In a statement this afternoon (Thursday, February 25), the Department of Agriculture, Food and the Marine said it hopes that the Environmental Pillar will “reconsider” its decision to resign from the Agri-Food strategy committee.
This morning, the pillar, which is a national coalition of 32 environmental groups such as An Taisce, the Irish Wildlife Trust and Friends of the Earth, wrote a letter to Taoiseach Micheál Martin saying that it was resigning from the stakeholder committee of the Agri-Food 2030 strategy.
The strategy is yet to be published, but the final draft was circulated to the committee members this month, ahead of public consultation.Also Read: Environmental NGOs resign from Agri-Food Strategy 2030 stakeholder committee
The strategy, being developed by the department with the input of agri-food stakeholders, is set to replace the Food Wise 2025 strategy.
The department said this afternoon:
“As ministers, we want to express our regret at the decision of the Environmental Pillar to withdraw from the Agri-Food 2030 strategy discussions.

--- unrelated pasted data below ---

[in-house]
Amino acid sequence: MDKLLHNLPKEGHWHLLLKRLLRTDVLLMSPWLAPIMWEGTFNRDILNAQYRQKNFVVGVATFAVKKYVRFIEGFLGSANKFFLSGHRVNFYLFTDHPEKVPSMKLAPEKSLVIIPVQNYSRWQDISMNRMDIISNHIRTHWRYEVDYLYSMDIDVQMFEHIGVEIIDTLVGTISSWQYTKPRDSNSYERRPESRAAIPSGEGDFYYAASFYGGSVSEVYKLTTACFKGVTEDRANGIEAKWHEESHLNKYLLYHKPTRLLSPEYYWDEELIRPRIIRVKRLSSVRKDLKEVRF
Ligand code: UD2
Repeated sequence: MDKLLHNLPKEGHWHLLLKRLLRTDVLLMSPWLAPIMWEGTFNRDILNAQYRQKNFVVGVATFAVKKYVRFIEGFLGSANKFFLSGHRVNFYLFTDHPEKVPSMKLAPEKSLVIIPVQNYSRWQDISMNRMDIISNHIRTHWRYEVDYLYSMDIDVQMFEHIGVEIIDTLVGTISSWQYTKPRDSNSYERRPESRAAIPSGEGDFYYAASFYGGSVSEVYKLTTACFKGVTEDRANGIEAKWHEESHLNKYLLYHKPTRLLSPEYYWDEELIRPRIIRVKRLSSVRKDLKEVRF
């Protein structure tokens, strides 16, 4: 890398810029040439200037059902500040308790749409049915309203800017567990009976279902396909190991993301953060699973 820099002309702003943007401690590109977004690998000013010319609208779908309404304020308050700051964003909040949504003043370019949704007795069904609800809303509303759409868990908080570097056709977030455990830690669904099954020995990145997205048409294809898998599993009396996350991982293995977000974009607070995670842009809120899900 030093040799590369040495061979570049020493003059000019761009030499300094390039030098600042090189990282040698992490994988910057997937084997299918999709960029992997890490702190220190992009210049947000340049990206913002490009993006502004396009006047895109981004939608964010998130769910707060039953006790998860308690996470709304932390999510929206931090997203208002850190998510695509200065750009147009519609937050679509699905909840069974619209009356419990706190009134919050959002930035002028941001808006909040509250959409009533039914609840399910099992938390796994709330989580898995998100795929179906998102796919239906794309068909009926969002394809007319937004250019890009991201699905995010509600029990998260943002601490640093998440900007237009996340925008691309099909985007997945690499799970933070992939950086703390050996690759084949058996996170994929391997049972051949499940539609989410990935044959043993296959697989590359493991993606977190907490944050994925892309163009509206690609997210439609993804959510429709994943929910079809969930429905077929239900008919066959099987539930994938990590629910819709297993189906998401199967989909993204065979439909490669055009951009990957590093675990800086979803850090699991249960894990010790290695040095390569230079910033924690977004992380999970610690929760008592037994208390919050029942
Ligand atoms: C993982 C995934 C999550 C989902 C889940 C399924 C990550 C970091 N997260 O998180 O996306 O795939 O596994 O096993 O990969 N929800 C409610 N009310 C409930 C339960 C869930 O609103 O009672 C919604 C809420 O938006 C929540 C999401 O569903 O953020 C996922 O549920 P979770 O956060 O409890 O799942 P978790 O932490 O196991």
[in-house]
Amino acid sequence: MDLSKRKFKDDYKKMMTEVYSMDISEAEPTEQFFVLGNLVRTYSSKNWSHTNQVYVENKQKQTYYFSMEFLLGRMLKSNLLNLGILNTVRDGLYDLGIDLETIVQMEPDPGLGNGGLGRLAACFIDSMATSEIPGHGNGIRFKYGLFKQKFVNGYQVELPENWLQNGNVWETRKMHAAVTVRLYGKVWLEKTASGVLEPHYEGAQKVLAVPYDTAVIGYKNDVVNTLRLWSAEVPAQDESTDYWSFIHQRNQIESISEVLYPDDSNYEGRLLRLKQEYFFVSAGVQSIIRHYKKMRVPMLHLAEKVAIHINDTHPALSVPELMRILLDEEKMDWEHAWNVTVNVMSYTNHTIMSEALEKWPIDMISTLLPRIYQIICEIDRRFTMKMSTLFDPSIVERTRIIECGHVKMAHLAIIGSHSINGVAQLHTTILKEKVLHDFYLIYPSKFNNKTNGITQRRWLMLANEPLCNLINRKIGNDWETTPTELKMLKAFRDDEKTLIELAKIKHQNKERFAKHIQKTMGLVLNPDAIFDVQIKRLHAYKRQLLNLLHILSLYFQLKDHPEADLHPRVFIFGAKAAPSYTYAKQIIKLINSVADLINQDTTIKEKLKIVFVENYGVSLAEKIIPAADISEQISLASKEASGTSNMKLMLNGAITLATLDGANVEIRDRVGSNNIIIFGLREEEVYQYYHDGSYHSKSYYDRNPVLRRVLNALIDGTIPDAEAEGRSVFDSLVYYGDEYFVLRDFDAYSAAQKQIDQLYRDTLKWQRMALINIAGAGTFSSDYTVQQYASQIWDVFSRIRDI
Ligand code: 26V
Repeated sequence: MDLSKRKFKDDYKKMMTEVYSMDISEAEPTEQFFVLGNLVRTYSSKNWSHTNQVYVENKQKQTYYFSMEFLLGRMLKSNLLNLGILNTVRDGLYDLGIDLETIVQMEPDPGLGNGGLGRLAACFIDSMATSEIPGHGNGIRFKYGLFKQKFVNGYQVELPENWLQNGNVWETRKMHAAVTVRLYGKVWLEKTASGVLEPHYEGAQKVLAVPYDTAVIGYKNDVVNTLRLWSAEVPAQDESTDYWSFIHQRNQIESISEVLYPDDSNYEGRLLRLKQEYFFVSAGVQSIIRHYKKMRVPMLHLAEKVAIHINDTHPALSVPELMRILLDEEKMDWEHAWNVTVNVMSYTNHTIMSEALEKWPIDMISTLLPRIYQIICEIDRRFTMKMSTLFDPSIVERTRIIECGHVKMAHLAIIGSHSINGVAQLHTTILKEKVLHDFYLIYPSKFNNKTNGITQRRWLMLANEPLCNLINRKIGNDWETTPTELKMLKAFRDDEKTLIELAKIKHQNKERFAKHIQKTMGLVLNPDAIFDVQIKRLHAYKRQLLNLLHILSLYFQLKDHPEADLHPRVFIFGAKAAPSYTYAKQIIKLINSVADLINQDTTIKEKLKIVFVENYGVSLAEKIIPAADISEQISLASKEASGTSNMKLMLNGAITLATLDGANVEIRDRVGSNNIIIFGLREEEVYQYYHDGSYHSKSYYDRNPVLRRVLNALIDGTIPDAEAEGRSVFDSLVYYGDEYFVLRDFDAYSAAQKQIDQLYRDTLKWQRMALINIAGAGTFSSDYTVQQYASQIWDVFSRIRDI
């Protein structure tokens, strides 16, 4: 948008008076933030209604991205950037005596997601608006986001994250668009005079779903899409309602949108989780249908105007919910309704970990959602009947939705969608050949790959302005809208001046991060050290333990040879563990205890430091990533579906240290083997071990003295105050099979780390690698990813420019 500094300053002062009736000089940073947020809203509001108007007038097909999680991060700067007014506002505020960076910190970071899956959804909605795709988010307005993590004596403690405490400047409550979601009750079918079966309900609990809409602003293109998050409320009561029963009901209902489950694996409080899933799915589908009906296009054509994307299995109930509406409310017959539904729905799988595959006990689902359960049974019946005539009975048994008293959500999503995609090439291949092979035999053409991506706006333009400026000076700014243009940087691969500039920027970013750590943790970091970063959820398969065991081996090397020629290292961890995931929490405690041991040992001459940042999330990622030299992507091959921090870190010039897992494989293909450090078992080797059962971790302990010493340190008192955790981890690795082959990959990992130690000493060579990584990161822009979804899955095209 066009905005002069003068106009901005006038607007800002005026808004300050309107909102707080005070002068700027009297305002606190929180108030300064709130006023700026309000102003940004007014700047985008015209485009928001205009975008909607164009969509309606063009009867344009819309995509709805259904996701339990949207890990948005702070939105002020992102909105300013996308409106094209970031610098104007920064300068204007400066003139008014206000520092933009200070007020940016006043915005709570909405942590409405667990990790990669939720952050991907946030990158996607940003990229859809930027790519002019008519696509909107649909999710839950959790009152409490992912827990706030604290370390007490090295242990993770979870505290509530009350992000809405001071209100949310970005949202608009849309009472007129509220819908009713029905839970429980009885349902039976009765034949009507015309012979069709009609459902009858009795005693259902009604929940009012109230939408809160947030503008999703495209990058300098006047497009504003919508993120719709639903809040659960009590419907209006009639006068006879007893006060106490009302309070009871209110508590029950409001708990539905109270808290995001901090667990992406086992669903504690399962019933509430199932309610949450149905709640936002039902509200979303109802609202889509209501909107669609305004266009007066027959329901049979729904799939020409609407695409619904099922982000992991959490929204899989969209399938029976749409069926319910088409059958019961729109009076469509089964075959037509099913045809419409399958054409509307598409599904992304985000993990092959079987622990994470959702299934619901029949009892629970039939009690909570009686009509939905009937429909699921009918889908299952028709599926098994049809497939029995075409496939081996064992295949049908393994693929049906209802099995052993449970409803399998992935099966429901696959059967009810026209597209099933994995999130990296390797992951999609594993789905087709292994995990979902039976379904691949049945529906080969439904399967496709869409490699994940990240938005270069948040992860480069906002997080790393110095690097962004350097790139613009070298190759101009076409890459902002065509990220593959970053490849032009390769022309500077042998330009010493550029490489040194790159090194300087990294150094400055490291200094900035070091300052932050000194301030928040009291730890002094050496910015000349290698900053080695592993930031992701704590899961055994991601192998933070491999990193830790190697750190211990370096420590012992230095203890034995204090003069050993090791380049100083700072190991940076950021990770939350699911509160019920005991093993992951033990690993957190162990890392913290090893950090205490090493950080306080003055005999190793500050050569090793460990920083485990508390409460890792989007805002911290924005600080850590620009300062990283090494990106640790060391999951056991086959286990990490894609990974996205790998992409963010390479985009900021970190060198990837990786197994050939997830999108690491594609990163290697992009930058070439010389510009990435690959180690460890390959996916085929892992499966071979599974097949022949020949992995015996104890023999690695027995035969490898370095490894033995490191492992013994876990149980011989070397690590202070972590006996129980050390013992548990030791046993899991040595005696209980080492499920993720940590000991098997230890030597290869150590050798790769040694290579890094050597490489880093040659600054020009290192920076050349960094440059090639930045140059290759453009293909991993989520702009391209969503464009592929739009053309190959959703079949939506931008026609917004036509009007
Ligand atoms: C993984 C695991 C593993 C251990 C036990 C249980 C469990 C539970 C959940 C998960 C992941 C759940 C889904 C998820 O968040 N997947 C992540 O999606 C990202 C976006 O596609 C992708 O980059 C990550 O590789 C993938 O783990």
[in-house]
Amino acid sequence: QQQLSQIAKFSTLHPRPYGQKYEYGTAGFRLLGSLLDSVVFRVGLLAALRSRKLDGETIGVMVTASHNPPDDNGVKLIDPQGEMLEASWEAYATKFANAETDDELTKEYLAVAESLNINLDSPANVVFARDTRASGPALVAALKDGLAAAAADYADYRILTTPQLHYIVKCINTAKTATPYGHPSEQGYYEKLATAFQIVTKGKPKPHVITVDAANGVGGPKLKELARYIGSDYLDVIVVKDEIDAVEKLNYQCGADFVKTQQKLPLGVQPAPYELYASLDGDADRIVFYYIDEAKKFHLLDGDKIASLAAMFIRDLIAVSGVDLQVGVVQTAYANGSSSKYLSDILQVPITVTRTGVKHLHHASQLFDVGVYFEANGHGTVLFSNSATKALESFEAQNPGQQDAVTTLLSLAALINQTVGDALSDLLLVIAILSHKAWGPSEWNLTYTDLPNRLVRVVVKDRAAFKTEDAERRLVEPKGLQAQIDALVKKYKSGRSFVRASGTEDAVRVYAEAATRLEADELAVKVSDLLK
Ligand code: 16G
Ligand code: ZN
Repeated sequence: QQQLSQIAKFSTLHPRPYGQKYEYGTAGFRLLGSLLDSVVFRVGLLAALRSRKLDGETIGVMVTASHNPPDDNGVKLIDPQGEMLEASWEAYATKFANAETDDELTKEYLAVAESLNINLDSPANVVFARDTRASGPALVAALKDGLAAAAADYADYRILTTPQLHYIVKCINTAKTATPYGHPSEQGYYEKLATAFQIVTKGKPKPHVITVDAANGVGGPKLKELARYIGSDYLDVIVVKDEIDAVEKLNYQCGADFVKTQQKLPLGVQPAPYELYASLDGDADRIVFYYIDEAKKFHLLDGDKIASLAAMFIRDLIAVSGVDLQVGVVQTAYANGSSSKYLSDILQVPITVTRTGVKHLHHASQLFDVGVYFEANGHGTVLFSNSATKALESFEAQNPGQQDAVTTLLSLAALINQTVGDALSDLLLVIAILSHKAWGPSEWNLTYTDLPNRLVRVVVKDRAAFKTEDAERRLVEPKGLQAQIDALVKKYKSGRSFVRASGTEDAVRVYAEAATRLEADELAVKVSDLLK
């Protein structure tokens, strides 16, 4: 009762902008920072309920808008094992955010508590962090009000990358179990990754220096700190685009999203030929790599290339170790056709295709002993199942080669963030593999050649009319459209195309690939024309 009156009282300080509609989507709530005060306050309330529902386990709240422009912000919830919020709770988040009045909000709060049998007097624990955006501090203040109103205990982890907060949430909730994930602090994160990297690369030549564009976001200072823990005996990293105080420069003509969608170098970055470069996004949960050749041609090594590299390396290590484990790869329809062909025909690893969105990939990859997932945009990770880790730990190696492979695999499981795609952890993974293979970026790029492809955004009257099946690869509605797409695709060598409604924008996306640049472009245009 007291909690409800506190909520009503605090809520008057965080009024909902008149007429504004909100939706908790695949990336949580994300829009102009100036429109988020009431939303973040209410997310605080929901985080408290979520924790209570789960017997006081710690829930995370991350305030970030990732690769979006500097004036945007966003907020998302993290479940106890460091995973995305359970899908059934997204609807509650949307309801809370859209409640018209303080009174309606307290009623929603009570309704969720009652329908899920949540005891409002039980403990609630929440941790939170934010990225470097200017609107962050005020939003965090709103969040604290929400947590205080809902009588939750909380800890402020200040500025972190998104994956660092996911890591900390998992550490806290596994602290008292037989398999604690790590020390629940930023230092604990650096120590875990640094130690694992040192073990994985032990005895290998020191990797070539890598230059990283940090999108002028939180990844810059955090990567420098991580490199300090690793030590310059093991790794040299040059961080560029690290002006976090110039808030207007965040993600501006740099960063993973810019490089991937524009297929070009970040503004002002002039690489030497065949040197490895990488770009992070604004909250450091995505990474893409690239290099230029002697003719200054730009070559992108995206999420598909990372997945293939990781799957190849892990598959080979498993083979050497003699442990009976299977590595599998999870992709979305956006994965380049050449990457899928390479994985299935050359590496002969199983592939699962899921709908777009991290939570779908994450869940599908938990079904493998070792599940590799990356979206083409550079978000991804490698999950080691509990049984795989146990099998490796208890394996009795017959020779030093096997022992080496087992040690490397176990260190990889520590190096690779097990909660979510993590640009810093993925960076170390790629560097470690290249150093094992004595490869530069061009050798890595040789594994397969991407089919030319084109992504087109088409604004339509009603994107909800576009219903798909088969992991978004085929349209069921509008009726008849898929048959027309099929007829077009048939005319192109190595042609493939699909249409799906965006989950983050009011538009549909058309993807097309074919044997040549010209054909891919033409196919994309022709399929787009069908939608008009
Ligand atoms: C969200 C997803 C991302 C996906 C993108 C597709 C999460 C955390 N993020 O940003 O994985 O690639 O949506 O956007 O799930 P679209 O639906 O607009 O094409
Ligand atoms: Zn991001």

We sincerely hope the pillar will reconsider that decision and engage in the process, as we believe it has an important role to play in the development of this policy.
“Agri-Food 2030, under the chairmanship of Tom Arnold, will play a huge role in shaping the future direction of our sustainable agri-food sector. That is why it is crucial to have all stakeholders involved.
“We understand that the process is ongoing, and there is still time for further collaboration. We would urge all sides to recognise that and do all they can to remain engaged.”
‘We will continue to engage in the public consultation’
The letter written to the Taoiseach by Karen Ciesielski, coordinator of the Environmental Pillar, states that the strategy is “not something that myself or our members can stand over or support”.
“Its commitments are vague, and lack the bold concrete actions that would urgently shift agriculture away from its current predominantly livestock-based model.
It also enshrines Ag Climatise as the guidepost for achieving emissions reduction, which the Environmental Pillar and other experts said does not go far enough at the time of its publication.
“We of course will continue to engage in the public consultation process and in future dialogue with the department regarding agriculture and food policy, and remain open to doing so.”